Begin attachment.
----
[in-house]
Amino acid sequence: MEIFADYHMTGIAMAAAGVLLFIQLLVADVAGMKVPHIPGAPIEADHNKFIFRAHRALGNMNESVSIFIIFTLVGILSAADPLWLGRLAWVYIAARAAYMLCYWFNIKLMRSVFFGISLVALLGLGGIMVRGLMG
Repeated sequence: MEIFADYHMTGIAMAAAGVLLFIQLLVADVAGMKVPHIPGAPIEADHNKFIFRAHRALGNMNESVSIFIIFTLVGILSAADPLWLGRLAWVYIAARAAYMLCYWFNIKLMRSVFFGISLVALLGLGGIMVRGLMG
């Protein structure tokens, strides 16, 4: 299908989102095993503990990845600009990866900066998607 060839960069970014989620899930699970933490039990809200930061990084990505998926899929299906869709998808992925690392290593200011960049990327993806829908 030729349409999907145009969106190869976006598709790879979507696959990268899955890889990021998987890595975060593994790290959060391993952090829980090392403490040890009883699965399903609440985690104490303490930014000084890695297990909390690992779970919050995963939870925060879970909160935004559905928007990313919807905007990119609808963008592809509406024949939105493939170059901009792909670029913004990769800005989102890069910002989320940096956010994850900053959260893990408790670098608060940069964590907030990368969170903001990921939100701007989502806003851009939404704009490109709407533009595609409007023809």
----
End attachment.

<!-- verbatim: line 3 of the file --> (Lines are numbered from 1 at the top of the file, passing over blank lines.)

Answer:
Repeated sequence: MEIFADYHMTGIAMAAAGVLLFIQLLVADVAGMKVPHIPGAPIEADHNKFIFRAHRALGNMNESVSIFIIFTLVGILSAADPLWLGRLAWVYIAARAAYMLCYWFNIKLMRSVFFGISLVALLGLGGIMVRGLMG